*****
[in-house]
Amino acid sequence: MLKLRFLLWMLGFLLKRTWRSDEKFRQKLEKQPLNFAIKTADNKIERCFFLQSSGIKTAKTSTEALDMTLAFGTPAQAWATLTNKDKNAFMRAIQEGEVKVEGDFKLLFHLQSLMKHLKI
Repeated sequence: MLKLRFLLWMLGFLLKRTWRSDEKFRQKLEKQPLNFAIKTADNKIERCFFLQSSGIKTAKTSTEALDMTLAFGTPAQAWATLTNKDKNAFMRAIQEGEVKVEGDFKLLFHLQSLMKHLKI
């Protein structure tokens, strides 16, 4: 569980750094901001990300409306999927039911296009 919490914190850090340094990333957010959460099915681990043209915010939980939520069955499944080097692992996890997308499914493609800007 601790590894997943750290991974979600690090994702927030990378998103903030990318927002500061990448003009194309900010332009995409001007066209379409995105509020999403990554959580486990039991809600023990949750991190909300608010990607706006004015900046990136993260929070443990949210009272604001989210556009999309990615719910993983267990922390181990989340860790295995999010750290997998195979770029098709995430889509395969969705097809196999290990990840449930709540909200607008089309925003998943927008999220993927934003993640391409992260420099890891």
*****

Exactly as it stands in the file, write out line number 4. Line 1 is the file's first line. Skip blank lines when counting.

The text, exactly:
């Protein structure tokens, strides 16, 4: 569980750094901001990300409306999927039911296009 919490914190850090340094990333957010959460099915681990043209915010939980939520069955499944080097692992996890997308499914493609800007 601790590894997943750290991974979600690090994702927030990378998103903030990318927002500061990448003009194309900010332009995409001007066209379409995105509020999403990554959580486990039991809600023990949750991190909300608010990607706006004015900046990136993260929070443990949210009272604001989210556009999309990615719910993983267990922390181990989340860790295995999010750290997998195979770029098709995430889509395969969705097809196999290990990840449930709540909200607008089309925003998943927008999220993927934003993640391409992260420099890891």